For the younger generations perspective, and more on the building here's a fine piece by Aoife Grogan http://architectureireland.ie/the-poolbeg-of-the-south-east-great-island-power-station

I publish a blog each Friday.  If you like this piece or have an interest in the local history or maritime heritage of Waterford harbour and environs you can connect with me to receive the blog every week.  Simply email me to request to be added to my email list at russianside@gmail.com.

Friday, 17 March 2017

St Patrick's day in the 1970's

Happy La le fhéile Padraig, an occasion for the “wearing of the Green”.  During my childhood I really looked forward to it and particularly the nine am mass at Faithlegg Church. I guess the mass stands out, as in those days before it became a "festival" the day was a much simpler affair. As we didn't have a car, we went to no parade. But it was a welcome day off from the dread of school, which like so many others we spent out rambling.  If unlucky and it rained we hadn't much option but to sit inside at the black and white telly and watch Darby O Gill and the little people or the Quiet Man re-run.    

My earliest memory is coming home from school with a hand made badge, a pin stuck on the back with sellotape and a drawing of a harp or St Patrick and plenty of green white and gold. It was always gold, never orange in our home. Apparently the badge originated with Irish soldiers that fought in the trenches of World War I.  We could look forward to a break from school, and also a break from lent.  Lent in those days to me meant no chocolate, or sweets, or one of my favourites; Tayto crisps.  On Patrick's day, you were given a reprieve. I remember calling to a friends house one day with a bag of crisps and being challenged about my Lenten vow. "The Lord didn't get a day off when he wandered in the desert for forty days!" When I said it at home later I picked up a new saying; "If you want to be criticised, marry" I later realised she was probably more upset that her husband was slaking his thirst in the West End, with a want spanning from Ash Wednesday. 
via www.voskrese.info/spl/Xpatric-ire.html
I’ve mentioned before how important church was in our home, and Patrick's morning was no less an occasion.  The main difference of course was the obligatory bit of shamrock, splashed across the left lapel of the coat, and the attachment of it, which had to happen just as we were about to go out the door, in case it would wilt. There were years of course when the shamrock had not been sourced.  On those occasions we were dispatched across the strand and up to Nanny’s in the Russianside. Nanny, like many of the older citizens, took a marked pride in the display of the trinity leaf and crucially she had the time to ramble in search of the plant.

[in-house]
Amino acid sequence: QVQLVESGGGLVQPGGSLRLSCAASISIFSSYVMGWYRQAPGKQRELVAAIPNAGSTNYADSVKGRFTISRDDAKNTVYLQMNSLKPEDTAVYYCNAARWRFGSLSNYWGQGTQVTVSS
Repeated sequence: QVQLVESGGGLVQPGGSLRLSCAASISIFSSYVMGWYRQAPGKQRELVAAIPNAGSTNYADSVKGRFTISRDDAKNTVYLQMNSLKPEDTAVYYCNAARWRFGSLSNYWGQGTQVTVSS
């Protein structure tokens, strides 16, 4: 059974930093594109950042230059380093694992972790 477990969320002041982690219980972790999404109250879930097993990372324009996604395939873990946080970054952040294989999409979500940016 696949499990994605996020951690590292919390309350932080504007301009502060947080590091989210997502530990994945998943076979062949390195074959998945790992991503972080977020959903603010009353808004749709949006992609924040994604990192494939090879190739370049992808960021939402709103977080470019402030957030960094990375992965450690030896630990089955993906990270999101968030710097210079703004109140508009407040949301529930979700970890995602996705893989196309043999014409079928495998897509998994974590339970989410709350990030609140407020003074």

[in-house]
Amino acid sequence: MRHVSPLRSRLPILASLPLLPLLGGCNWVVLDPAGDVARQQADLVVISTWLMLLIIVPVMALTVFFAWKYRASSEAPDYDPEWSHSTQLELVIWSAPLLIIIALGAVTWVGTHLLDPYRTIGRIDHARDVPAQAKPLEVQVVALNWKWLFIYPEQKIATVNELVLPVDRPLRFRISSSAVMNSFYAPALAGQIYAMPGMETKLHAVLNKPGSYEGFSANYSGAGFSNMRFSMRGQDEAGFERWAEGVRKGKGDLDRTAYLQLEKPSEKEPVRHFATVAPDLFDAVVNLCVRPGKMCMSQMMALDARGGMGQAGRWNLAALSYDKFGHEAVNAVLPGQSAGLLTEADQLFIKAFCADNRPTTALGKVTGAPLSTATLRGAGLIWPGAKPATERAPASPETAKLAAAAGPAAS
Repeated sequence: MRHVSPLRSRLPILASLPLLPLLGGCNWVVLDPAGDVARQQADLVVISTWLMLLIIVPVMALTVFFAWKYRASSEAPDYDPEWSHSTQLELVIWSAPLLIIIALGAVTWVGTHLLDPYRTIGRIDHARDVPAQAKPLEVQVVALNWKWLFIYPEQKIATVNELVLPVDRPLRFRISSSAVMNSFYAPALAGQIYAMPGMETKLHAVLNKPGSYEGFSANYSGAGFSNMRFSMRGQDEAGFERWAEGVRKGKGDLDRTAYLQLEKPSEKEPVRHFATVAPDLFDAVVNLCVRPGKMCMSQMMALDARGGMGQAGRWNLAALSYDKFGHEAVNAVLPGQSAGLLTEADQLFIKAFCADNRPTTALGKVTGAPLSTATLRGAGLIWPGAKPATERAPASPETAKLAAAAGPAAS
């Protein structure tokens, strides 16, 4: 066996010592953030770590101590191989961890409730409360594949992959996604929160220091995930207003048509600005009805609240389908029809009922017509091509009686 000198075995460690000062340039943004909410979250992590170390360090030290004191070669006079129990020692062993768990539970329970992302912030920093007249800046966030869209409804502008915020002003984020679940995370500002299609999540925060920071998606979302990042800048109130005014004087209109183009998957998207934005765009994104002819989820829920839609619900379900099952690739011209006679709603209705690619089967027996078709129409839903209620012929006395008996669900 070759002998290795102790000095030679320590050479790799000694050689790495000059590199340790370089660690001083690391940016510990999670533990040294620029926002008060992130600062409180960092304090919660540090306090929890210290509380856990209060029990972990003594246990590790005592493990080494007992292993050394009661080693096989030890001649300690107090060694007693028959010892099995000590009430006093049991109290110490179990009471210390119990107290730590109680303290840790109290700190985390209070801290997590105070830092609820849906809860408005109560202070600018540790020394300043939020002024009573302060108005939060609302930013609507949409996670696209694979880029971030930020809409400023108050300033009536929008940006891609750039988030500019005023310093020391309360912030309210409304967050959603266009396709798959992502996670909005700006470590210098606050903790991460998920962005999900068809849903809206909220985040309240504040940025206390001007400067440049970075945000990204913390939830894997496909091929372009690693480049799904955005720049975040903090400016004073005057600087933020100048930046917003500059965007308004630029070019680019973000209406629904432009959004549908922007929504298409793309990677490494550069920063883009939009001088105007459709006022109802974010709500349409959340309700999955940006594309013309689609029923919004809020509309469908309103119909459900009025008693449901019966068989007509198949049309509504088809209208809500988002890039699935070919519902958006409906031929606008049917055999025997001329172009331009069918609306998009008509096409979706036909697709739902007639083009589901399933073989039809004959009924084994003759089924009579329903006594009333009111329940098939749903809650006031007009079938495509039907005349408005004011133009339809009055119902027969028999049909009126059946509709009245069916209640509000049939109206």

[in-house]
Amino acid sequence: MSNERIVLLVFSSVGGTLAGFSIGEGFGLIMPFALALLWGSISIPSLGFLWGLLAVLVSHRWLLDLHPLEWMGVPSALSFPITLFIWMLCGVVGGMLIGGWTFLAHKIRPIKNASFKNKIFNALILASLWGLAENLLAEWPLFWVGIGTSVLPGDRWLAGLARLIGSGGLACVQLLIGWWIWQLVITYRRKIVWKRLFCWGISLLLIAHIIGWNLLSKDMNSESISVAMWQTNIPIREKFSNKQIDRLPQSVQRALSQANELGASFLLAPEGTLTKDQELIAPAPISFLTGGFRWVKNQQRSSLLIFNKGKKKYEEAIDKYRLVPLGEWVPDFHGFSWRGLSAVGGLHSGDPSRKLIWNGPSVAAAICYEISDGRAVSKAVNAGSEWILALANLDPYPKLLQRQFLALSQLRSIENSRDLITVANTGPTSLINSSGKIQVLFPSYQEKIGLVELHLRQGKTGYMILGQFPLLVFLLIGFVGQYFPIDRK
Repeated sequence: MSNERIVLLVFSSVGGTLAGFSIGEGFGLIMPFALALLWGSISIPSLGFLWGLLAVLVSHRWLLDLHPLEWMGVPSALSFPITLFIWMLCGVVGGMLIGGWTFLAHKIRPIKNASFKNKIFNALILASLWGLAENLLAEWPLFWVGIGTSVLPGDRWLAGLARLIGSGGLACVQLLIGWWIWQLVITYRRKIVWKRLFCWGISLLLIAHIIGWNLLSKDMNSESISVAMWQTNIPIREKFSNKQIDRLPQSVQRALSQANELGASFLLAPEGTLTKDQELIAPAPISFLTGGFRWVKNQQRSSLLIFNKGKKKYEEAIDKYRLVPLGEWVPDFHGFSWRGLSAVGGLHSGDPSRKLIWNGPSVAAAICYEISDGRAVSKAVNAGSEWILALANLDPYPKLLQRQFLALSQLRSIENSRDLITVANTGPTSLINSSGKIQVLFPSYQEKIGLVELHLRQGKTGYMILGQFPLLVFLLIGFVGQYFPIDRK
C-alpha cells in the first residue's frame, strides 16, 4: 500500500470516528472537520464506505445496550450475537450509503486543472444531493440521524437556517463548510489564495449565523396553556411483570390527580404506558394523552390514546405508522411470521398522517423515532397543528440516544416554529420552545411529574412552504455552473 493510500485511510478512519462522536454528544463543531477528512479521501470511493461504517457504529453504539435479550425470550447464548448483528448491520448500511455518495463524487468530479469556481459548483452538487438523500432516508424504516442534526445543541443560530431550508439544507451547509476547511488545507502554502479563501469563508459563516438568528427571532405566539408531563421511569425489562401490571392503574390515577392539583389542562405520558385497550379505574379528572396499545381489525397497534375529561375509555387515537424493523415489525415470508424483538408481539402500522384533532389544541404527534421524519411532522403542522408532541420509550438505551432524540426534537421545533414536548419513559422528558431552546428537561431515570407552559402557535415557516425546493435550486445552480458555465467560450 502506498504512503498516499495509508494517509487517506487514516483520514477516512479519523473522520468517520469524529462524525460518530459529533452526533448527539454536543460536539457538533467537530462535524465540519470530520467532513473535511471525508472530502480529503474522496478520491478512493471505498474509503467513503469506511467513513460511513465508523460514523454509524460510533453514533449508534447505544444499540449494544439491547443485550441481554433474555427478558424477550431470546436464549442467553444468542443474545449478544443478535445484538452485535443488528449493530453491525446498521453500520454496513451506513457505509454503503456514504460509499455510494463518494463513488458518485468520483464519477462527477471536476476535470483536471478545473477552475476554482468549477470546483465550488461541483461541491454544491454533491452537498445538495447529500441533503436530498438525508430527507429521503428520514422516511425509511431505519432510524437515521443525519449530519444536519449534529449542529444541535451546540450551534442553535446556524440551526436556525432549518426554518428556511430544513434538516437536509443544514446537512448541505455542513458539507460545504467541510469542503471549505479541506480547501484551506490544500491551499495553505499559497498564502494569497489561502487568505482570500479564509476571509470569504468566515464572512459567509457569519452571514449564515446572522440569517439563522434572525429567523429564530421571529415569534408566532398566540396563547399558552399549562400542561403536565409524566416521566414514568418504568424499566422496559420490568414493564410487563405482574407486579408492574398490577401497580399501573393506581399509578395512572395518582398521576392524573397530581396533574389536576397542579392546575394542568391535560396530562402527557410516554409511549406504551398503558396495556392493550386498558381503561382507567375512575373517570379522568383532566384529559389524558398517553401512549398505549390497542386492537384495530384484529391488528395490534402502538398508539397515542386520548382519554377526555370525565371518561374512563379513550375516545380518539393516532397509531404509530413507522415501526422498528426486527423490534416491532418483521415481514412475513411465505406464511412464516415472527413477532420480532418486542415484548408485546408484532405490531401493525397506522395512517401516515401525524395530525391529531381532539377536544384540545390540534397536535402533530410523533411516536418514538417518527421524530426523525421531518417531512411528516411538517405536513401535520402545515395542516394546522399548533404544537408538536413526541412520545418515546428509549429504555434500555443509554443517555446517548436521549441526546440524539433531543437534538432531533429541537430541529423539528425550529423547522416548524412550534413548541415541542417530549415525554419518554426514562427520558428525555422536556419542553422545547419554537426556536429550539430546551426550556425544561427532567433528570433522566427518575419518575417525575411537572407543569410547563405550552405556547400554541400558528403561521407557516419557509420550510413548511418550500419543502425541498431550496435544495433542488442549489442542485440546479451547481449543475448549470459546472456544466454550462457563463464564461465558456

Nanny would have a bowl, fully laden, and as we crashed in atop of her, she would call us in one at a time to her tiny kitchen and fuss and bother (in a way my mother didn’t have the time to with five to divide her time) by picking a nice piece and pinning it on our lapel with an eye to detail.  Her own attire on the day always had a lot of green, including blouse, cardigan, head scarf and coat.  The coat would have a spread of Shamrock that would have fed a sheep.  On then we went, up to the cross roads with her, to board the Suirway mass bus for the trip around the village.
accessed from www.millstreet.ie
The bus of course was a trial.  The oul lads black-guarding, accusing your shamrock of all manner of insult, from wilting, to scrawny or worse; “a bit of oul clover” At the church the unspoken competition would be in full swing for the most impressive display, but I can never remember anyone besting Matt “Mucha” Doherty.  The spray of shamrock would be emblazoned across the left side of his chest, like the mane of a lion.  I always wondered how he kept it so fresh looking, to this day I wonder did he have the sod with it, tucked away in his coat.   

The ceremony on that day always appealed to me.  I enjoyed the stories associated with Patrick, they were more real to me, I could identify with them. But most of all I loved the singing, and in particular the singing of Hail, Glorious St Patrick.  Songs in the church were generally the preserve of Jim “Lofty” Duffin.  Jim would stand up in the centre of the congregation and from his hymnbook, sing solo.  It didn’t feel right to accompany him, and generally people stayed quite.  But there were days during the church year that the congregation shook itself free and one of them was St Patrick's morning.

It’s as if we dropped our reserve on those days, and led off by Jim who was quickly joined by the women, and eventually it seemed by us all.  For me, I think the day meant a lot to us as a community in a nationalistic kind of way, a day that celebrated something that made us proud to be Irish in a country that at the time, probably didn't have a lot to be proud of.  And in standing to sing, it was almost like singing the national anthem. For a few short years it was the central meaning of the day for me.  

After more than forty years, I can hear the singing yet.  Here's the words if you want to sing along. To assist, here's a beautiful organ accompaniment.
Hail, Glorious St Patrick
Hail, glorious Saint Patrick, dear saint of our Isle,
On us thy poor children bestow a sweet smile;
And now thou art high in the mansions above,
On Erin's green valleys look down in thy love.
On Erin's green valleys, on Erin's green valleys,
On Erin's green valleys look down in thy love.
Hail, glorious Saint Patrick, thy words were once strong
Against Satan's wiles and an infidel throng;
Not less is thy might where in heaven thou art;
O, come to our aid, in our battle take part.
On Erin's green valleys, on Erin's green valleys,
On Erin's green valleys look down in thy love.
In the war against sin, in the fight for the faith,
Dear saint, may thy children resist unto death;
May their strength be in meekness, in penance, their prayer,